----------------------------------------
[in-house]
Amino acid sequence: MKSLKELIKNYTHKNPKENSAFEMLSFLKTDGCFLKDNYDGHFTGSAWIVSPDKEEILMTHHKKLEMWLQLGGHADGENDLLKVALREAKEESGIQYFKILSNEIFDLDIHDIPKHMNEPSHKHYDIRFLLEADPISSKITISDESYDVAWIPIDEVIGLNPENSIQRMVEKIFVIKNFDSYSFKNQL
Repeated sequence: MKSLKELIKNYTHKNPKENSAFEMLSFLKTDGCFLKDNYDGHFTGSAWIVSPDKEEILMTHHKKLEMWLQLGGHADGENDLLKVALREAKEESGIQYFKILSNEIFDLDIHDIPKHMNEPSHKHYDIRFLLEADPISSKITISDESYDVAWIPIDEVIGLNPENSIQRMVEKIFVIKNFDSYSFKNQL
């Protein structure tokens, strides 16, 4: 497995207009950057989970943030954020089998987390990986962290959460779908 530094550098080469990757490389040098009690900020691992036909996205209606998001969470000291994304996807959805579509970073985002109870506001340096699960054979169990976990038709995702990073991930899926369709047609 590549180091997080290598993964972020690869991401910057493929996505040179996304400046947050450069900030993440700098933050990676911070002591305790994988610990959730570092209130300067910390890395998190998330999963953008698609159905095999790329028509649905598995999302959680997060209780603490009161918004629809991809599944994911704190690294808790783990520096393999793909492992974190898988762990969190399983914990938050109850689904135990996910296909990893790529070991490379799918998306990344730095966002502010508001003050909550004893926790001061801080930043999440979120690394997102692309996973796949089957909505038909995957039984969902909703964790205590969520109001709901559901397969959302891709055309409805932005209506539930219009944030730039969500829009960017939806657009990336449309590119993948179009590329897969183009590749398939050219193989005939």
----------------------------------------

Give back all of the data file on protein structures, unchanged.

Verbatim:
[in-house]
Amino acid sequence: MKSLKELIKNYTHKNPKENSAFEMLSFLKTDGCFLKDNYDGHFTGSAWIVSPDKEEILMTHHKKLEMWLQLGGHADGENDLLKVALREAKEESGIQYFKILSNEIFDLDIHDIPKHMNEPSHKHYDIRFLLEADPISSKITISDESYDVAWIPIDEVIGLNPENSIQRMVEKIFVIKNFDSYSFKNQL
Repeated sequence: MKSLKELIKNYTHKNPKENSAFEMLSFLKTDGCFLKDNYDGHFTGSAWIVSPDKEEILMTHHKKLEMWLQLGGHADGENDLLKVALREAKEESGIQYFKILSNEIFDLDIHDIPKHMNEPSHKHYDIRFLLEADPISSKITISDESYDVAWIPIDEVIGLNPENSIQRMVEKIFVIKNFDSYSFKNQL
């Protein structure tokens, strides 16, 4: 497995207009950057989970943030954020089998987390990986962290959460779908 530094550098080469990757490389040098009690900020691992036909996205209606998001969470000291994304996807959805579509970073985002109870506001340096699960054979169990976990038709995702990073991930899926369709047609 590549180091997080290598993964972020690869991401910057493929996505040179996304400046947050450069900030993440700098933050990676911070002591305790994988610990959730570092209130300067910390890395998190998330999963953008698609159905095999790329028509649905598995999302959680997060209780603490009161918004629809991809599944994911704190690294808790783990520096393999793909492992974190898988762990969190399983914990938050109850689904135990996910296909990893790529070991490379799918998306990344730095966002502010508001003050909550004893926790001061801080930043999440979120690394997102692309996973796949089957909505038909995957039984969902909703964790205590969520109001709901559901397969959302891709055309409805932005209506539930219009944030730039969500829009960017939806657009990336449309590119993948179009590329897969183009590749398939050219193989005939």